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IRS Updates On Tax Credit Helping Businesses To Hire

IRS Updates On Tax Credit Helping Businesses To Hire

IRS updates Information on tax credit helping businesses to hire certain categories of workers.

WASHINGTON — The IRS updated information on the Work Opportunity Tax Credit (WOTC), available to employers that hire designated categories of workers who face significant barriers to employment. For employers facing a tight job market, the WOTC may be able to help.

Today’s updates include information on the pre-screening and certification process. To satisfy the requirement to pre-screen a job applicant, on or before the day a job offer is made, a pre-screening notice (Form 8850, Pre-Screening Notice and Certification Request for the Work Opportunity Credit) must be completed by the job applicant and the employer.

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White House Fact Sheet On Student Loan Relief

Student Loan Relief Program

President Biden Announces Student Loan Relief for Borrowers Who Need It Most

A three-part plan delivers on President Biden’s promise to cancel $10,000 of student debt for low- to middle-income borrowers

President Biden believes that a post-high school education should be a ticket to a middle-class life, but for too many, the cost of borrowing for college is a lifelong burden that deprives them of that opportunity. During the campaign, he promised to provide student debt relief. Today, the Biden Administration is following through on that promise and providing families breathing room as they prepare to start re-paying loans after the economic crisis brought on by the pandemic.

Since 1980, the total cost of both four-year public and four-year private college has nearly tripled, even after accounting for inflation. Federal support has not kept up: Pell Grants once covered nearly 80 percent of the cost of a four-year public college degree for students from working families, but now only cover a third. That has left many students from low- and middle-income families with no choice but to borrow if they want to get a degree. According to a Department of Education analysis, the typical undergraduate student with loans now graduates with nearly $25,000 in debt.

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IRS Announces Interest Rate Increases For Fourth Quarter Of 2022; 6% Rate Applies To Most Taxpayers Starting Oct. 1

IRS Announces Interest Rate Increases For Fourth Quarter Of 2022; 6% Rate Applies To Most Taxpayers Starting Oct. 1

WASHINGTON — The Internal Revenue Service announced that interest rates will increase for the calendar quarter beginning October 1, 2022.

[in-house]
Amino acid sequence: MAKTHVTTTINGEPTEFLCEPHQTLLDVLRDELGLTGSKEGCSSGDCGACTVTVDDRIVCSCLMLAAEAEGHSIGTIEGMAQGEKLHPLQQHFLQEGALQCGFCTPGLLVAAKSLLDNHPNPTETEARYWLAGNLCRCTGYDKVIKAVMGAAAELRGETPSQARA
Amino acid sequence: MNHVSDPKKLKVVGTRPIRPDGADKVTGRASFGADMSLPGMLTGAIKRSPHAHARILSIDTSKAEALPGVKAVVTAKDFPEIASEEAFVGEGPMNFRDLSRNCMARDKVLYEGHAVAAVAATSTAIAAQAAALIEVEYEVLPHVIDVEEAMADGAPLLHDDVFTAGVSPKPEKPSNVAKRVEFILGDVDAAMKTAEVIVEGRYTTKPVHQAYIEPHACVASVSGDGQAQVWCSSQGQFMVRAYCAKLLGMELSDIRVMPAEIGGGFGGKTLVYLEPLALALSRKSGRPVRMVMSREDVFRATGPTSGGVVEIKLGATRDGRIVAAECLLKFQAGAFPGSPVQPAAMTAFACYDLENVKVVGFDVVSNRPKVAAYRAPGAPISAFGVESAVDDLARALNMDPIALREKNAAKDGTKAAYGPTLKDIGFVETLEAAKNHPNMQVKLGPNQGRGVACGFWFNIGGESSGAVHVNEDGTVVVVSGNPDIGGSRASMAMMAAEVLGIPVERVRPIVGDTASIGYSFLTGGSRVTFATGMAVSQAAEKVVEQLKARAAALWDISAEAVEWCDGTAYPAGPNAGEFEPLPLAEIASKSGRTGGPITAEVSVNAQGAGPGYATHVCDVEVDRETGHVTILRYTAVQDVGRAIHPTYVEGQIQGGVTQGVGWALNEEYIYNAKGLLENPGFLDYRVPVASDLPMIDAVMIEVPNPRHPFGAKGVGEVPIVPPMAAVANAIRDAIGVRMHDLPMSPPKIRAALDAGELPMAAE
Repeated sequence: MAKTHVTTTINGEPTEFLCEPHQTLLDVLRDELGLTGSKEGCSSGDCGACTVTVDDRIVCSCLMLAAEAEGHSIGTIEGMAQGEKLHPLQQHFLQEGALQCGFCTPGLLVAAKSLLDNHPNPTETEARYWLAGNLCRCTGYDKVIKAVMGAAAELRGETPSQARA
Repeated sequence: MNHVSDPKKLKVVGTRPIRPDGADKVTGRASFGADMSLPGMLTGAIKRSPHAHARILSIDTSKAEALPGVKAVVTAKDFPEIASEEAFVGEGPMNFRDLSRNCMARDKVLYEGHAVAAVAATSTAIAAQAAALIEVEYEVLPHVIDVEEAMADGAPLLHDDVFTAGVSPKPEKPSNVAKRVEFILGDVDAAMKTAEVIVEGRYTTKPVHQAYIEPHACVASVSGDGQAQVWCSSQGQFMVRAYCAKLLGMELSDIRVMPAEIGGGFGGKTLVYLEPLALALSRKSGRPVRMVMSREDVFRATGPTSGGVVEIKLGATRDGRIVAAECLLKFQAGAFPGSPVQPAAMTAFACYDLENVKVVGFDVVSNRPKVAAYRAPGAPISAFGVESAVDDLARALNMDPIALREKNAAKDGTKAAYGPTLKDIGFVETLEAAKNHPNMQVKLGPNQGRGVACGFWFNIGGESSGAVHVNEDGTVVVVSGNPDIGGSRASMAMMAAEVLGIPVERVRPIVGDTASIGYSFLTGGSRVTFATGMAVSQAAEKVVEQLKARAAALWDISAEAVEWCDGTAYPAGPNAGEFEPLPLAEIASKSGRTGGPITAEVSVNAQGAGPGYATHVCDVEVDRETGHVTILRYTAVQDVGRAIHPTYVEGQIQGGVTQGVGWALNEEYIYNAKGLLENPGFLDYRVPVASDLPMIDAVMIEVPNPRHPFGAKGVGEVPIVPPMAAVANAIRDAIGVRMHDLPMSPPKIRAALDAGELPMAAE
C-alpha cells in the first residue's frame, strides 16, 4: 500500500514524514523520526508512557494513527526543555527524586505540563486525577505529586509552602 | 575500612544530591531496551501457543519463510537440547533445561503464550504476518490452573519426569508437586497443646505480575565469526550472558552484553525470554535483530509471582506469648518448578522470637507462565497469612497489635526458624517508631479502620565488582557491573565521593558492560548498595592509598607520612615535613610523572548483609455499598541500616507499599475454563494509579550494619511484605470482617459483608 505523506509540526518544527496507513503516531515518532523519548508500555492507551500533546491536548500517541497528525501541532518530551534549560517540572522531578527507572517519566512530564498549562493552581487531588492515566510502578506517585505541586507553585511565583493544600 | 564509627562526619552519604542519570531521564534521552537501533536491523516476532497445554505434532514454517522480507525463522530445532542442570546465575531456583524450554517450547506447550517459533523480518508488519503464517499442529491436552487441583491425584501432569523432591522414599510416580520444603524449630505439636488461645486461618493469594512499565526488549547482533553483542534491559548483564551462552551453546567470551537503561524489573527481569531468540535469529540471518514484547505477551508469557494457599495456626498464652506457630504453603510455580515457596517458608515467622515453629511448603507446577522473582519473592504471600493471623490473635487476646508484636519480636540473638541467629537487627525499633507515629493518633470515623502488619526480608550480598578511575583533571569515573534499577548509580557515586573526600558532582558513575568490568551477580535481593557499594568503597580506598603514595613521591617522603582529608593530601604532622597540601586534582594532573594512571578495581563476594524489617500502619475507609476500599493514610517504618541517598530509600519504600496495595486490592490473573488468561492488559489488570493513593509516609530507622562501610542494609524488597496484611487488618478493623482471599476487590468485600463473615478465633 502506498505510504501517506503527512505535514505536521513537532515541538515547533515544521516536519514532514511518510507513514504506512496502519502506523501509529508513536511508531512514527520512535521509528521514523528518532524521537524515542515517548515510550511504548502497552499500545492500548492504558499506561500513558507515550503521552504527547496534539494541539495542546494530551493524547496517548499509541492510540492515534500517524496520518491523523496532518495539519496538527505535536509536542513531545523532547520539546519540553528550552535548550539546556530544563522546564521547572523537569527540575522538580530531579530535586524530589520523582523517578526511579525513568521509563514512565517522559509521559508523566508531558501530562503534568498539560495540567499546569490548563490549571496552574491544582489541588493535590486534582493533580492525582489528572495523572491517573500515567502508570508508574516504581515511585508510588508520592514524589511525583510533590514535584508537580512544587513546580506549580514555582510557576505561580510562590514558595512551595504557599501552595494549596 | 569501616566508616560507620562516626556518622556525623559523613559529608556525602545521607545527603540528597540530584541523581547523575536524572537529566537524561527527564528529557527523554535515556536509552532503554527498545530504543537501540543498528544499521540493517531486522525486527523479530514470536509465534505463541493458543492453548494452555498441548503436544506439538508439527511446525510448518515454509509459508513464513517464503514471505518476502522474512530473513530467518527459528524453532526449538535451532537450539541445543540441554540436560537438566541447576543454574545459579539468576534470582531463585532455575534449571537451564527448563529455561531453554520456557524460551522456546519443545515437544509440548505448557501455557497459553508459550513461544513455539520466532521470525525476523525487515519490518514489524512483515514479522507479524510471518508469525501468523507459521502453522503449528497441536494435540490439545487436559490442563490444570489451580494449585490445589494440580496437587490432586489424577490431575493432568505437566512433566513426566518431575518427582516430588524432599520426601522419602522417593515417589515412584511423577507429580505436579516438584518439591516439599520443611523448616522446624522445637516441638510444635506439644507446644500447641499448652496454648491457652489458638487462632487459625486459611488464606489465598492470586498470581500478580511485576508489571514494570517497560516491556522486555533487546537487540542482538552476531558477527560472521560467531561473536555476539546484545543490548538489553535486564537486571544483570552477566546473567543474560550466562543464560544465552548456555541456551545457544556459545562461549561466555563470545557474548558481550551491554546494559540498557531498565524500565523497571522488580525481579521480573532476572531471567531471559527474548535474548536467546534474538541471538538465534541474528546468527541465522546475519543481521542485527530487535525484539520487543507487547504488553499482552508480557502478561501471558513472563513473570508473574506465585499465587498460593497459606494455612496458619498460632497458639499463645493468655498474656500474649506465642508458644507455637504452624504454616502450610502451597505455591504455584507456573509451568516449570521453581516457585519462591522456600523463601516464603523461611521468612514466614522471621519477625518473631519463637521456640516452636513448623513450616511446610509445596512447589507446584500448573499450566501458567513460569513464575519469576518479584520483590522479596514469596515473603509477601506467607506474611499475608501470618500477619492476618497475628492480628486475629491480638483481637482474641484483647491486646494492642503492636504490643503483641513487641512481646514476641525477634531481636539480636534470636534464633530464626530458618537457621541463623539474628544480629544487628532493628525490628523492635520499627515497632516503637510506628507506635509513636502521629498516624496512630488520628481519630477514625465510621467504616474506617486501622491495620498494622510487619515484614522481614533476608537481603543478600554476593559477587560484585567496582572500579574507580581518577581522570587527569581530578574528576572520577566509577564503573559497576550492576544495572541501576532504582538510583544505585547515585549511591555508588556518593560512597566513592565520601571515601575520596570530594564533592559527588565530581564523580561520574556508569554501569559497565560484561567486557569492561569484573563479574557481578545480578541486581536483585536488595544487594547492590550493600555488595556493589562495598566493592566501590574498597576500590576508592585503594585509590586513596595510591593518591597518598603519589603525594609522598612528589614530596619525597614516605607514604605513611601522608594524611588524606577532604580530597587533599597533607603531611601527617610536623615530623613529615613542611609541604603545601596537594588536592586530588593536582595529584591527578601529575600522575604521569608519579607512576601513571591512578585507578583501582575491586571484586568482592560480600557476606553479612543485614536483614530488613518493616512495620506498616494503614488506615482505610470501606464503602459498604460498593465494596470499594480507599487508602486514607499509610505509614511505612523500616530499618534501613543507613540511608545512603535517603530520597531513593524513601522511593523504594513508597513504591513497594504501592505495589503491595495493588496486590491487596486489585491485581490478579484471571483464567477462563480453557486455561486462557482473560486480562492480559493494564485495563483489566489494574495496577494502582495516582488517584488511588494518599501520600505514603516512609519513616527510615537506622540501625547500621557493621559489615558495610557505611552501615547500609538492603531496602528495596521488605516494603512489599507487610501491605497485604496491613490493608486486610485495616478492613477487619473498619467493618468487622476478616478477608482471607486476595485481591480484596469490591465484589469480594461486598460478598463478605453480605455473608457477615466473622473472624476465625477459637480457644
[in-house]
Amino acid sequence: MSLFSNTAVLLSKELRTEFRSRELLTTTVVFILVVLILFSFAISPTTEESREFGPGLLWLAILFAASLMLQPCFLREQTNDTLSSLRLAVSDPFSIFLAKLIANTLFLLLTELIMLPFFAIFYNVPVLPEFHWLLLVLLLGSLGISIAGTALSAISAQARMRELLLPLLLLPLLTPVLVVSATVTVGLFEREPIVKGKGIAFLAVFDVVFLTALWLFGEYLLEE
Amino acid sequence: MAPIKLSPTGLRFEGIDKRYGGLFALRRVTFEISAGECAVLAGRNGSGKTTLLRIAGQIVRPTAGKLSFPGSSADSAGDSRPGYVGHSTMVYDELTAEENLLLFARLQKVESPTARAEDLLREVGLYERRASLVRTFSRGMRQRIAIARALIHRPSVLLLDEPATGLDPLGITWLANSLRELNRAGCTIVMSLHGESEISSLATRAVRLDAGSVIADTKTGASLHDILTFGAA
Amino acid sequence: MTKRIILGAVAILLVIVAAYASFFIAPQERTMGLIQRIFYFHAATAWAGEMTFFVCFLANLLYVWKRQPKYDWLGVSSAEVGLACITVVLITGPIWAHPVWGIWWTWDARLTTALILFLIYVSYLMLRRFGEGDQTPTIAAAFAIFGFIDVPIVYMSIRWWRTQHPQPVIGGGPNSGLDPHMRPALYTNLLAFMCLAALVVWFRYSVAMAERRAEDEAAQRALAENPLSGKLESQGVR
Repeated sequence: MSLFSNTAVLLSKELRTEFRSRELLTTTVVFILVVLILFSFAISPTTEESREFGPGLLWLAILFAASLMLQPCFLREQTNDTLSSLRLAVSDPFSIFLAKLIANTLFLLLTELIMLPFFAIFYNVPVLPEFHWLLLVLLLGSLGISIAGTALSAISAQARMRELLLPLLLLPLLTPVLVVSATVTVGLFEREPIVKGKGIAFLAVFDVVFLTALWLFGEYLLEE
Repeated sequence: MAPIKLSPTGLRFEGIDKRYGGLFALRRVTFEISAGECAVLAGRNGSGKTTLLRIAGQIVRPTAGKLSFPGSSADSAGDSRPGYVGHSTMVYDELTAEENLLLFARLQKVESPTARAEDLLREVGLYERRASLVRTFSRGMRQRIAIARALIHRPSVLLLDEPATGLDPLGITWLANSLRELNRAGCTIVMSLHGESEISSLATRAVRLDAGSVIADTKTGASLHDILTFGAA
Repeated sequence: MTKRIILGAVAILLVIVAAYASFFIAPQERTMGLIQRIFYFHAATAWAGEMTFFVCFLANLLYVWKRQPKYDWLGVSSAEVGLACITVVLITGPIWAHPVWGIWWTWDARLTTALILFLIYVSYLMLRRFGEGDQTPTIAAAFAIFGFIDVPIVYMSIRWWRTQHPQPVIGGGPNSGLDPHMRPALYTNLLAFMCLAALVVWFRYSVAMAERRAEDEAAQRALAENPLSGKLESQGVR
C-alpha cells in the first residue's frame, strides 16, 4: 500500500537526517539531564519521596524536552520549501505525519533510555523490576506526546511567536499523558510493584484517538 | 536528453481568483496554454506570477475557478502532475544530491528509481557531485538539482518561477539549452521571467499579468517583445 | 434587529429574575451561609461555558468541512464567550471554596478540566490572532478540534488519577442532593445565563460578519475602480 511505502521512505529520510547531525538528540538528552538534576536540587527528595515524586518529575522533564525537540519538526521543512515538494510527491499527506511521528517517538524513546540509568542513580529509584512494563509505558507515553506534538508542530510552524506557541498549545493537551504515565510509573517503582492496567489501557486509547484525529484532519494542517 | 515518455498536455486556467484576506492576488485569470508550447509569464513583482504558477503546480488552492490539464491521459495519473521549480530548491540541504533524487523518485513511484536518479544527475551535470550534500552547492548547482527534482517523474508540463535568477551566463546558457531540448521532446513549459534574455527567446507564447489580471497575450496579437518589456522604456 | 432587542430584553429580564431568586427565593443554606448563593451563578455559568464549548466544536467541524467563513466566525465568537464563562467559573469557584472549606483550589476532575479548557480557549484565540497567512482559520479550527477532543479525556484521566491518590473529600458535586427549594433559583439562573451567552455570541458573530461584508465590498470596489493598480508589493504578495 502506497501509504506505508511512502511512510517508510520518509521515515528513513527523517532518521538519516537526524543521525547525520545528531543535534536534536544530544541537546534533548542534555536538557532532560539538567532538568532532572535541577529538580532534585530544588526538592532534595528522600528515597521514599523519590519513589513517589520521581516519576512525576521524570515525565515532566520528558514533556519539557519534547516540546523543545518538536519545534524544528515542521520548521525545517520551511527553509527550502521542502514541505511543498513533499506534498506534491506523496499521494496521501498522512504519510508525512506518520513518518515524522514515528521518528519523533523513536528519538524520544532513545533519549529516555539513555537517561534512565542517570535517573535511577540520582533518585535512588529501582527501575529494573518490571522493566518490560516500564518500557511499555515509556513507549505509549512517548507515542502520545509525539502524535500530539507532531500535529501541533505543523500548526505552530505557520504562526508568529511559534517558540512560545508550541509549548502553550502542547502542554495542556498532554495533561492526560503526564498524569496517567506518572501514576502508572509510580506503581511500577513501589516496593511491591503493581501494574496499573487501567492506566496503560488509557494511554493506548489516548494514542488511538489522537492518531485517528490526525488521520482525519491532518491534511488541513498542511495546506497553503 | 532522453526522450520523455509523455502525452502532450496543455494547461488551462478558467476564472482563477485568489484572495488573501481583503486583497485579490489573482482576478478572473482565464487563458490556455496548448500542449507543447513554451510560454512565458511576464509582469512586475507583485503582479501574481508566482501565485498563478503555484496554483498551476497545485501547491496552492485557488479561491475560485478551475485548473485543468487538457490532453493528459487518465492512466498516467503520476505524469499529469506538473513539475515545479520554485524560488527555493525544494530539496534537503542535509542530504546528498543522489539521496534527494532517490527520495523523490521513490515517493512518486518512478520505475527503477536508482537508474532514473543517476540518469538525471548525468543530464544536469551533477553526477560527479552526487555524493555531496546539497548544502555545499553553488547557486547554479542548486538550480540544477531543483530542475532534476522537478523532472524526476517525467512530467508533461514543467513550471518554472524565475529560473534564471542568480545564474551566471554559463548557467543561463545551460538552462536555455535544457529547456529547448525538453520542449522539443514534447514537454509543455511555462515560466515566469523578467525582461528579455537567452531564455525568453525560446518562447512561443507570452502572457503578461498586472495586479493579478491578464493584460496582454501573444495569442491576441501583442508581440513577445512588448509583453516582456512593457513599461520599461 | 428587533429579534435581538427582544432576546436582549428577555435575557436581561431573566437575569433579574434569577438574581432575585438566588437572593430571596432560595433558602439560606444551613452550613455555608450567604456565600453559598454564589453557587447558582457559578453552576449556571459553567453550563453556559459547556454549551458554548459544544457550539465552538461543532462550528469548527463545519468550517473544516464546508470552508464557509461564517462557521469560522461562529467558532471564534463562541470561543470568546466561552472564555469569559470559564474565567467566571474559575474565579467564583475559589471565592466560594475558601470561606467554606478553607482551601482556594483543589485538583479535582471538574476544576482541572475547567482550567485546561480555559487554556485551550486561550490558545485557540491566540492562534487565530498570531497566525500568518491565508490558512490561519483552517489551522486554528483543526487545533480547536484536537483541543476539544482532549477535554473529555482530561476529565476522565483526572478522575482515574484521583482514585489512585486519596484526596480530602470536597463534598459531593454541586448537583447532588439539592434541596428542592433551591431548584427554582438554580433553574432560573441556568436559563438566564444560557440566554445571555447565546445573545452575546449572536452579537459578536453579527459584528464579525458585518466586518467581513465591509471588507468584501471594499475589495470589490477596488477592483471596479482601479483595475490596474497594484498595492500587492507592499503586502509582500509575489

For individuals, the rate for overpayments and underpayments will be 6% per year, compounded daily, up from 5% for the quarter that began on July 1. Here is a complete list of the new rates:

  • 6% for overpayments (5% for corporations). (payments made in excess of the amount owed)
  • 3.5% for the portion of a corporate overpayment exceeding $10,000.
  • 6% for underpayments. (taxes owed but not fully paid)
  • 8% for large corporate underpayments.

Under the Internal Revenue Code, the rate of interest is determined on a quarterly basis. For taxpayers other than corporations, the overpayment and underpayment rate is the federal short-term rate plus 3 percentage points.

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You Are Invited To A Freeman Law Legal And Tax Update Webinar (Complimentary With 1 Hour Free CPE Credit)

Free Webinar On Tax Legal Update With CPE Credit

Freeman Law Legal and Tax Update Webinar

Date: Tuesday, August 30th, 2022

Start Time: 11:00 am- 12:00pm  Central Time (US and Canada)

Credit: 1 hour of CPE or CE (For CE Credit: PTIN and your  name must be entered exactly how you have it listed with the IRS)

Cost: Free

Click This Link To Register For Legal Tax Webinar

Join this complimentary legal update webinar as Freeman Law Attorneys discuss important developments and bring you up to speed on current initiatives. Many businesses are still facing unprecedented challenges, and we are here to provide insights.

During this information-filled webinar, the Freeman Law Legal team will cover:

  • “A Look-Back at U.S. Tax Court Opinions April 1-July 22, 2022”
    -Cory D. Halliburton

United States Senate Committee On Finance: Present Law And Background Relating To Tax Incentives On Real Estate

US. Senate Committee On Finance - Tax Incentives On Real Estate

Table Of Contents (57 Page Downloadable Publication)

INTRODUCTION ……………………………………………………. 1
I. TAX INCENTIVES FOR HOMEOWNERSHIP…………………………………………………… 2
A. Home Mortgage Interest Deduction ………………………….. 2